The Challenge of Raising A Gentle Giant

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He wasn’t my first-born, but the moment they placed the sweet little bundle of boy in my arms I knew there would be different challenges in raising him. He was a healthy baby and thankfully those challenges wouldn’t be of the medical sort, but the difference in raising a boy are always present. As he entered the years of playgrounds and sandboxes, there began the instances of little boys wanting to play a bit rougher than I had witnessed my daughter and her playmates at that age. Pushing and shoving, sticks in the air, and mutterings of “boys will be boys” filled the playground and my little guy’s world. They also filled my heart with trepidation and a little despair as I wondered how I would raise the kind of man I wanted my son to be, the kind who was compassionate to others, who was aware of someone’s need and was willing to help them, the kind who would be strong yet gentle.

Inevitably, my sweet little boy gravitated toward sports, specifically football, and I was faced with yet another challenge. Raising a boy to be tough in sports can be a double-edged sword. Even with the best of coaches, and he’s had some amazing ones, the sidelines are filled with shouts to “tackle harder” and “get that guy” and “you’re tougher than that” none of which are intended to encourage aggression off the field, yet teaching them to leave it all on the field takes constant reminders and discussions I wish I didn’t have to have with my son at such a young age. A love of sports comes with an interest in professional athletes some of which didn’t learn to “leave it all on the field” and are in the news for domestic abuse, animal abuse, and other behaviors that maybe stem from a belief that they are invincible and will hear the cheers no matter what they do. It’s not that I don’t expect to have these tough conversations with my kid, but having the “when a girl says no, it means no” conversation was one I thought would come a bit later in life.

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5 Things I Want My Gentle Giant To Know:

1. Being a great athlete is more than being great on the field. The world is your field and when your days of sports come to an end, it is on this field where your performance will truly matter.

2. When a girl says no, it means no, but she shouldn’t have to say no. You should be aware if she’s uncomfortable and back off. Truth is this goes for anyone in any situation. 

3. Always be the guy who stands up for what is right instead of the guy who lingers in the background, knowing he’s witnessing something very wrong, but is uncomfortable speaking up.

4. Don’t get caught up in messages like “man up” and ” real men don’t cry” and the idea that men are superior to women or that being part of a wolf pack ups your cool factor. Be you, whatever that looks like.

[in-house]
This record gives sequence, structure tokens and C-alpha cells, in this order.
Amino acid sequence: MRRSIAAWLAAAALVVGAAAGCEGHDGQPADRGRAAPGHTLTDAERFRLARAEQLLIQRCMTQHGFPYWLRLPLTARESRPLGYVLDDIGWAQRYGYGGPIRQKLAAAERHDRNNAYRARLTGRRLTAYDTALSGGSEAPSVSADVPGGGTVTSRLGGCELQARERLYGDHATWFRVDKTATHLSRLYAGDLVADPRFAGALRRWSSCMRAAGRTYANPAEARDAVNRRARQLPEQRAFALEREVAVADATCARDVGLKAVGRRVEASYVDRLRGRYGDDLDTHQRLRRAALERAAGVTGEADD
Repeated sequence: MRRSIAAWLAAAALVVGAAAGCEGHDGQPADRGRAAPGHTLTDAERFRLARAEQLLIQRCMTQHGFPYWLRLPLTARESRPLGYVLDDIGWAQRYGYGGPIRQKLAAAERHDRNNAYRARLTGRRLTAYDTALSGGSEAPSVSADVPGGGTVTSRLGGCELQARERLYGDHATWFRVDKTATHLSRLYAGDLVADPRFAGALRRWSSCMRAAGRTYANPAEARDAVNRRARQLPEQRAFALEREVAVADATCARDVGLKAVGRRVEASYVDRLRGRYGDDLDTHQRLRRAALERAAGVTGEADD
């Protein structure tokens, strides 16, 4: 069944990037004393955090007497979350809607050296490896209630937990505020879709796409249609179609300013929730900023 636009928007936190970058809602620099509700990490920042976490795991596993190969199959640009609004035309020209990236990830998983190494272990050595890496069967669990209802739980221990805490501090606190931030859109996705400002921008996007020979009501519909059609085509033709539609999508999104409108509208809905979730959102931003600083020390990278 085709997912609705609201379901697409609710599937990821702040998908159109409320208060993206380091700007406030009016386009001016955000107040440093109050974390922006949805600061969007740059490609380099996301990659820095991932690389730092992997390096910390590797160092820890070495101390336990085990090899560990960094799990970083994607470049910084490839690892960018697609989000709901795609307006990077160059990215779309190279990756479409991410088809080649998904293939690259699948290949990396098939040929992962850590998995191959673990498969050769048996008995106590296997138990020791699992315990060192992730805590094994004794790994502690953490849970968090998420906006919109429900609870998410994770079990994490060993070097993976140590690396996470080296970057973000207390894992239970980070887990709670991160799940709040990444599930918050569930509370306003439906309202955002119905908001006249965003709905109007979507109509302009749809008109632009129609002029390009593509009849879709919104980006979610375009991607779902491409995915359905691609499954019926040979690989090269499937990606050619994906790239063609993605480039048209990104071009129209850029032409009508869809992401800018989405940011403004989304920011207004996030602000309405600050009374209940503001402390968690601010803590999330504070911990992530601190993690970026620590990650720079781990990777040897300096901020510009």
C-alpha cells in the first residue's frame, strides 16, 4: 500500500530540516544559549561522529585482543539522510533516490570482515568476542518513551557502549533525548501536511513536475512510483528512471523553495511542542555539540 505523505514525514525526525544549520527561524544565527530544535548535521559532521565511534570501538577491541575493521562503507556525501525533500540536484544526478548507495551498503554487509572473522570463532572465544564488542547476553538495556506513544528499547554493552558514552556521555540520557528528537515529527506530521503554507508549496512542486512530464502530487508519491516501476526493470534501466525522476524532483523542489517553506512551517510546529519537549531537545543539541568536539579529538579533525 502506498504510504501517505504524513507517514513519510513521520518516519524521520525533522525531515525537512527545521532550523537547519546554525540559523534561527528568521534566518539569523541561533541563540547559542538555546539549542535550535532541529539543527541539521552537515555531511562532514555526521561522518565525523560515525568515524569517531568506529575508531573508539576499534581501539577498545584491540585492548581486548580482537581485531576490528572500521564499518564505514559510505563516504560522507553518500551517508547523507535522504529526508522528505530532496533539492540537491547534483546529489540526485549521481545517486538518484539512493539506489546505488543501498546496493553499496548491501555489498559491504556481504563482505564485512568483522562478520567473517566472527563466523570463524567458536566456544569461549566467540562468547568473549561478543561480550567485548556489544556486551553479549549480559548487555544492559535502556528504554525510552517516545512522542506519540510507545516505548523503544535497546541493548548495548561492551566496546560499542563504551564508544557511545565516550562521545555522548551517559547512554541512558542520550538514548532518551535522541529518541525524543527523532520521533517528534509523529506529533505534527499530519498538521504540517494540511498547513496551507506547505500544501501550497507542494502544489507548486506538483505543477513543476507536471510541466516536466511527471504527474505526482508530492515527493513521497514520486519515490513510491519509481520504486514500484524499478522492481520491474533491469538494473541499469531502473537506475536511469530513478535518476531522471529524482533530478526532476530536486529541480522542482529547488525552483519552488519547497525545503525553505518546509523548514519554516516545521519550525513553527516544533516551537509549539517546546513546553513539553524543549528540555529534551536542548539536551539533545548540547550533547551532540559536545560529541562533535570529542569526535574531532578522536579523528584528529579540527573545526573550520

5. Be aware of your surroundings in all you do in your life. Being present and being aware of those around you will make you the best person you can be as you will be truly in touch with others and those who might need a little compassion in their life.

As a mother of a daughter and a son, I share this advice with both and try to raise my children equally. The truth is the world still demands differences from each, sometimes subtle, sometimes not. I encourage my children to be the best they can be in all they do, including sports, and I am always their biggest cheerleader. However, it is my job as a parent to have the difficult conversations, to constantly remind them of what is truly important, to raise compassionate human beings no matter their gender.

I’m raising champions, but I also choose to raise gentle giants. What do you choose?

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This post was part of this month’s #1000speak. Add your post by following the link below.

Grounds For Sculpture

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“Everything you can imagine is real.” ― Pablo Picasso

“One eye sees, the other feels.” ― Paul Klee

“Art enables us to find ourselves and lose ourselves at the same time.” ― Thomas Merton, No Man Is an Island

“It is through art, and through art only, that we can realise our perfection.” ― Oscar Wilde

The Red String Of Fate

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“It is part of scientist Matthew Lieberman’s case that our need to connect is as fundamental as our need for food and water.” Lieberman who is a Professor and SCN (Social Cognitive Neuroscience) Lab Director at UCLA Department of Psychology, Psychiatry and Biobehavioral Sciences conducts research on social cognitive neuroscience which focuses on how the human brain carries out social information processing. His research has led him to a connection between physical pain and social pain. Next time someone tells you their heart is broken or their feelings are hurt, stop and think about that for a minute.

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I personally believe we are wired to connect and crave that social acceptance on some level. However, as I’ve told my children with every relocation, you only need one good friend to make it feel like home. Some believe they need to be surrounded by people to feel accepted, invited to all the parties, hit a certain number of likes, followers, or “friends” on social media. When I think of that feeling of coming home, the kind that illicits a deep, satisfied sigh as the corners of your mouth inevitably form a smile, I think of the people I have truly connected with through the years. I have been lucky enough to meet people from all walks of life in my many moves, and am a better person for it. And yet, during each of those periods in my life there were only a couple whom I felt in my very soul I had been destined to cross paths with, meant to connect with if only for a short time.

In those instances, I always recall an old folklore:  Walking home one night, a young boy sees an old man standing beneath the moonlight. The man explains to the boy that he is attached to his destined wife by a red thread. He shows the boy the young girl who is destined to be his wife. Being young and having no interest in having a wife, the young boy picks up a rock and throws it at the girl, running away. Many years later, when the boy has grown into a young man, his parents arrange a wedding for him. On the night of his wedding, his wife waits for him in their bedroom, with the traditional veil covering her face. Raising it, the man is delighted to find that his wife is one of the great beauties of his village. However, she wears an adornment on her eyebrow. He asks her why she wears it and she responds that when she was a young girl, a boy threw a rock at her that struck her, leaving a scar on her eyebrow. She self-consciously wears the adornment to cover it up.